Now, there's a new lifehack for dealing with email 24/7, and it might just be our favorite yet: Move to France. The Guardian reports that the country's workers unions just imposed a ban that forbids employees from attending to "work-related material on their computers or smartphones" after they clock out for the day:
Now thats a good idea; too much time is spent batting emails backwards and forwards to colleagues, partners, customers and clients. So many issues can be sorted out by conversation, either face to face or by telephone, but with the availability of email, and the fact that we can communicate when we want without a thought about the person we are communicating with means it has become the easiest and most popular method of conversation in the workplace. The downside is that we can spend entire days just responding to emails and never find time to be creative or innovative.
By having a general shutdown/shutoff point for everyone within an organisation, it will force the more traditional methods of communication to come into play, and also give timeout to employees with out the usual feelings of guilt associated with working late/ Well done FRANCE !
The biggest misconception you can make in business - or life - is that the people around you are somehow limited in ways that make it impossible for them to rise past a certain level. If you perceive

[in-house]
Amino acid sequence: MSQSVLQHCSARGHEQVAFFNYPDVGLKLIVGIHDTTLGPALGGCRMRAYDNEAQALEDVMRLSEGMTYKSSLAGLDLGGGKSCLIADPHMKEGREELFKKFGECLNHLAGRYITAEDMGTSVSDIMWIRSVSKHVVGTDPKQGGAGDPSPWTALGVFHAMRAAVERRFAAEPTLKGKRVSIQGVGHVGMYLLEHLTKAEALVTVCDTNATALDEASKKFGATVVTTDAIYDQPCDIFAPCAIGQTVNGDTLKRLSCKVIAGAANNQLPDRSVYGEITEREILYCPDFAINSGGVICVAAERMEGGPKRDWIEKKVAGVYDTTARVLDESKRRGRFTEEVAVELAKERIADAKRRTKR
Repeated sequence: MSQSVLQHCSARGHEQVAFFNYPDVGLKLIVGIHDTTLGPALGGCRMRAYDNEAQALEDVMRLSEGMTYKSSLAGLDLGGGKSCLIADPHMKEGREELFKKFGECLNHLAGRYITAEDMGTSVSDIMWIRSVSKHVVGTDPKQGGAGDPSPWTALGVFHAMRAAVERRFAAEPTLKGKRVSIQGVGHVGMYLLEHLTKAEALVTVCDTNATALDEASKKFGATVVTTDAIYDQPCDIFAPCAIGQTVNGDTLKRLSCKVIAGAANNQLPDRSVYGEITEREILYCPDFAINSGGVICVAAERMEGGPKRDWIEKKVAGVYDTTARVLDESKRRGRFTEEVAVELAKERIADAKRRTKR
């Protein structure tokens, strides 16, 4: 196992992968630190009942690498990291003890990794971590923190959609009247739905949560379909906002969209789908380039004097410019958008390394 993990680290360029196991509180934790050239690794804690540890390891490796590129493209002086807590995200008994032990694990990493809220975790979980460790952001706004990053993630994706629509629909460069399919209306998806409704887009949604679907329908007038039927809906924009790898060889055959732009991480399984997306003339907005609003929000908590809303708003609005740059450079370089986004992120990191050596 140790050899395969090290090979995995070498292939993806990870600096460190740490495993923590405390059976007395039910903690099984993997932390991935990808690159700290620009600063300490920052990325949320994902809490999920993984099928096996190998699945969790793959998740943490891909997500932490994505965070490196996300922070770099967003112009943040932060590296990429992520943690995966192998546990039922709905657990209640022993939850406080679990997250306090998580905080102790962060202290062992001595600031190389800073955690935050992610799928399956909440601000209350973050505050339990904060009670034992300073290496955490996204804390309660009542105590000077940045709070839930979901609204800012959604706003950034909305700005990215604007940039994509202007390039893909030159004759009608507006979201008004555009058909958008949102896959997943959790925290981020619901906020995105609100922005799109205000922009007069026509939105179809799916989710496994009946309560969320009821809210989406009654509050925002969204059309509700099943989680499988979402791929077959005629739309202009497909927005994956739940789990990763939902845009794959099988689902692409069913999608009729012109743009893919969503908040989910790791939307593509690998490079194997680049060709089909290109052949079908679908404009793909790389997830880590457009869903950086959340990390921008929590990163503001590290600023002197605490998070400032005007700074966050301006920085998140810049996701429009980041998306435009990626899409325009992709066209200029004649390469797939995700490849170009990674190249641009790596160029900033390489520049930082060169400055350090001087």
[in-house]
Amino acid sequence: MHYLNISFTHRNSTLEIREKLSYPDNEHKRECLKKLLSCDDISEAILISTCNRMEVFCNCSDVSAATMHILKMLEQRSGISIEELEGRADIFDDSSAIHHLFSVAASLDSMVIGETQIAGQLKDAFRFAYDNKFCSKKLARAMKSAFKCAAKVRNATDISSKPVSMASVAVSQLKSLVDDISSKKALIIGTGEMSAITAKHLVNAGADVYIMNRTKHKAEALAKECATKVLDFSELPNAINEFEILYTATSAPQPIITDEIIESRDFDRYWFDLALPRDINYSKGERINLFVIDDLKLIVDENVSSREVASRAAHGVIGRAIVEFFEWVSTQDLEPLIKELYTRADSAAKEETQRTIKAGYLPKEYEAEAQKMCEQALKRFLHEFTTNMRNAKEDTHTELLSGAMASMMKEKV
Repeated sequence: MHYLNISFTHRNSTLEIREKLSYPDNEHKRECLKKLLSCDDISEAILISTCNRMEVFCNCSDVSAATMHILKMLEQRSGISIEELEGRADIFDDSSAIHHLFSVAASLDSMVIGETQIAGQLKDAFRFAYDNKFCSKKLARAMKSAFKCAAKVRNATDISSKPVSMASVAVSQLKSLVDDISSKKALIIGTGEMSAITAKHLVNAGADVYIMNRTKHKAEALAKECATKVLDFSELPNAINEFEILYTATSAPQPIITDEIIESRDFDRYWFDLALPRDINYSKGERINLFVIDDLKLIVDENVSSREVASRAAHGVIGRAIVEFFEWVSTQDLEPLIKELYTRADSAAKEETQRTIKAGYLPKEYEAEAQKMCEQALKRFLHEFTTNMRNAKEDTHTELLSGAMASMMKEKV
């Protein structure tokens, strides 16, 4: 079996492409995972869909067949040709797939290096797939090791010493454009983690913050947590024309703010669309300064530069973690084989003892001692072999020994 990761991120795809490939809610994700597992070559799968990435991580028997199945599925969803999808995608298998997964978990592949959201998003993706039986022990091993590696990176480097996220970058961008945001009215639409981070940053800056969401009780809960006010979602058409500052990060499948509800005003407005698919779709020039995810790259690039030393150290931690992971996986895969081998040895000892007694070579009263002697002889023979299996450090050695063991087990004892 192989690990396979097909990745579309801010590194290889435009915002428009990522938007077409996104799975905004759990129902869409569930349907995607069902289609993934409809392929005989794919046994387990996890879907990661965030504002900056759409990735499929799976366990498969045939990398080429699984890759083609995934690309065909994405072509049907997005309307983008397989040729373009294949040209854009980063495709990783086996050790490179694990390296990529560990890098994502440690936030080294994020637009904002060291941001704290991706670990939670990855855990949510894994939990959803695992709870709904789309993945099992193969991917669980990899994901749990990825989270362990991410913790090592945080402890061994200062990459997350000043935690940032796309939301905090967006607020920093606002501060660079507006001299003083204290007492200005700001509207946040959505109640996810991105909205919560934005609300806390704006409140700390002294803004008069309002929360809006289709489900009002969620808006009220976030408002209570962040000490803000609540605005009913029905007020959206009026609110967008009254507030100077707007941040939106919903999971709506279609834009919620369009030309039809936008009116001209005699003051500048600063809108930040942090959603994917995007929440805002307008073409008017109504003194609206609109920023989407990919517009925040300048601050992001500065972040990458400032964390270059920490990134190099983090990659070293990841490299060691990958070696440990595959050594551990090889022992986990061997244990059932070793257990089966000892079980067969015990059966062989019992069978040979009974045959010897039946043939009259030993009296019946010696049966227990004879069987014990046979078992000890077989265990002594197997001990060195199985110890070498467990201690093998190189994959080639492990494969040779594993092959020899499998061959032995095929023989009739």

Interesting article about helping people feel worth and be motivated within an organisation. Its not a new concept that a large number of people are motivated by ideals other than money, find the motivator in each of your employees, help them reach their goals and you will have a loyal, productive workforce that actually enjoy what they do!
A great resource for information on Flipped Learning. Although based on the education system many of these techniques are being used for business training, meaning time spent in the classroom becomes more productive, interactive and meaningful.
This statement is fundamental to employee engagement.
What employees need is autonomy, mastery and purpose. There is something fundamental to the human condition that makes us need to feel that our actions have meaning. It can be a small meaning, but there needs to be meaning: